The crowd began moving through an open door. A sriking woman in black passed by me and I grabbed a shot, but too late, her head was turned away. So I followed her inside, thinking maybe there was to be a lecture or other presentation related to the Cartier-Bresson exhibition.

I followed her to her seat in the front row, passed her by and sat down with one seat between us, firing away the whole time.


She caught me. I smiled. She smiled. We introduced ourselves. She told me she is a poet from Rosarito, Baja California, Mexico, and that she was there to give a poetry reading. She asked me to photograph her while on stage. I agreed, and she handed me her camera.

I stayed and listened to five rounds of five women poets and three finalists, three hours' worth, of women poets from all over Mexico. I believe others were from Brazil, Colombia, Peru, and possibly other countries, reading their poems. In Spanish! I only caught a hand full of words, but my iPhone and my Lumix camera were firing the whole time.

When I finally staggered out of the auditorium, at 5:30, I saw , off to my left, what turned out to be the entrance to the main part of the Cartier-Bresson exhibition. In I went. I was stunned to see, first of all, very credible paintings from his youth, then an album containing his very first photographs as a teenager. Then a few familiar and a few unfamiliar images.

I was especially taken by a short film, showing him walking along a crowded street, while taking thirty four photographs in just 39 seconds.

Just as I was becoming really engrossed in the unfolding of this extraordinary life, a guard informed me that the museum was closing. It was on my way out, as I wound my way through room, after room, after room, that I realized I had to return. I asked the guard at the exit how many pieces were on display. Three hundred. I will definitely return. Most likely tomorrow.


Oh, and after leaving the Bellas Artes, I met two of the women from the poetry event, outside, and will be sending them photos of themselves, as well as Constanza and the photographer who sort of got me into the whole thing.


I seem to have lost the names of this poet and the photographer. I will update this information as soon as possible. Lo siento.

Next: MERCADO SAN JUAN, Mexico City's Historic Gourmet Market

Hasta luego





Before I bring you up to date on my time in Mexico, here's a little something that didn't get mentioned while I was in Merida. Mainly, it didn't get mentioned because there is video involved and I just haven't had time to edit it, yet. For now, just let me say that La Bella Durmiente, Featuring the Ballet and Orchestra of Saint Petersburg was moving and impressive.

Video and sketches, maybe even some paintings to come. Anyone interested?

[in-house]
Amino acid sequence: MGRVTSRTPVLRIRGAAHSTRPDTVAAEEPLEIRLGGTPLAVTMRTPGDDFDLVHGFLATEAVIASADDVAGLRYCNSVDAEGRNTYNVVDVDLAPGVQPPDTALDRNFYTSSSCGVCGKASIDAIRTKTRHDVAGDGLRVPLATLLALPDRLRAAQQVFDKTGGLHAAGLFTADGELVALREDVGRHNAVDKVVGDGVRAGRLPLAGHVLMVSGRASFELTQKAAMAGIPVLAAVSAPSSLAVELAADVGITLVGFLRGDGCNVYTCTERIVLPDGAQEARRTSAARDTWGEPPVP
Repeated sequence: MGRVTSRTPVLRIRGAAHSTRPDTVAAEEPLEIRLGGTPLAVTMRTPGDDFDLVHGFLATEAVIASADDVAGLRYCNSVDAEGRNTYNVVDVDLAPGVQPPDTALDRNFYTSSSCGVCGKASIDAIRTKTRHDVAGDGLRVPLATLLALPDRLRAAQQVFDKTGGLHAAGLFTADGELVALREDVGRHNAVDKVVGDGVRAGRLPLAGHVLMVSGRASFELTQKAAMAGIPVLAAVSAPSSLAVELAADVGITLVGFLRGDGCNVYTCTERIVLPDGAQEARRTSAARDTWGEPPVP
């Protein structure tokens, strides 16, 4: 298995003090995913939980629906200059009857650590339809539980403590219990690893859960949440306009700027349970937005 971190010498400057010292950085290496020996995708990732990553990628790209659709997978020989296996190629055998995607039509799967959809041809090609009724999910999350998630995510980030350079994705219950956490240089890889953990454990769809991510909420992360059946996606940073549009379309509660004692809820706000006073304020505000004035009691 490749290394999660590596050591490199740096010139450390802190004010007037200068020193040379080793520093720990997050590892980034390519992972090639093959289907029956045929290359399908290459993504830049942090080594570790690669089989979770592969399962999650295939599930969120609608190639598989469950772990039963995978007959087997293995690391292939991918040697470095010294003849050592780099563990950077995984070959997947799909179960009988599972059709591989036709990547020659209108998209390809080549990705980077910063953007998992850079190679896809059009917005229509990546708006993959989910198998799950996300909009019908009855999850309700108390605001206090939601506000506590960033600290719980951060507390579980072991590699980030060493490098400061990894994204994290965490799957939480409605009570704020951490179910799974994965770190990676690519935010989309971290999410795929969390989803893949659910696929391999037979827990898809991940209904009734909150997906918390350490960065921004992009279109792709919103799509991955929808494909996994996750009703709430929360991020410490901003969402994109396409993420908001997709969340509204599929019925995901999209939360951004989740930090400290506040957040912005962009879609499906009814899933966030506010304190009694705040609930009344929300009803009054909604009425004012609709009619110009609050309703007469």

Meanwhile, I'm in Mexico City, the sun is shining and I have much to see and do. So, for now…

Hasta Luego



I posted this late yesterday, but it apparently didn't get through. Here goes another try… Well, I gave it several more tries. None worked. So I took off the sketches from the airport and posted them separately. Let's see if this works…

Here's another Campeche church I wanted to share with you:

It looked like maybe it was no longer in use, but, later in the evening, I stepped out onto the balcony of my hotel room to see if I could get a sunset shot. This is what caught my eye:

Some colored lights in the distance

So, off I went to see what was up. What I found was yet another church in evening attire. Like the rest of Campeche, her churches seem to come to life after dark.

Night Colors

And here are a couple of random shots from yesterday:




This was the sunset view from my room in Mexico City.

Hasta Mañana.



I don’t know what’s going on. Yesterday’s post didn’t get through. I’ve just spent a couple of hours trying to get it to work, but no luck. For some reason about half the images aren’t loading.

I was trying to share a few more images from Campeche, a group of iPhone sketches from the airport and one from my hotel room in Mexico City.

I will keep trying with the Campeche images, but for now, here are the airport sketches that have made it through…

One more; my taxi driver in Mexico City, from the airport to my hotel…


There were three more from my hour wait at the airport. They should have worked the same way these did. It’s all a mystery to me.

Hasta Mañana (And I hope this works.)


Mosaic mural on a public building in Campeche

I love Mexico because when I squeeze A lime, a lot of juice comes out.

I like the way the traffic flows here, too. Most of the time.

I'll do a post on that when I have a minute.

On the other hand, there are days like today.

I checked the balance on my debit card and it was good to go. So I went. To the airport. Just in time for my flight to Mexico City on Interjet. (Love that name.)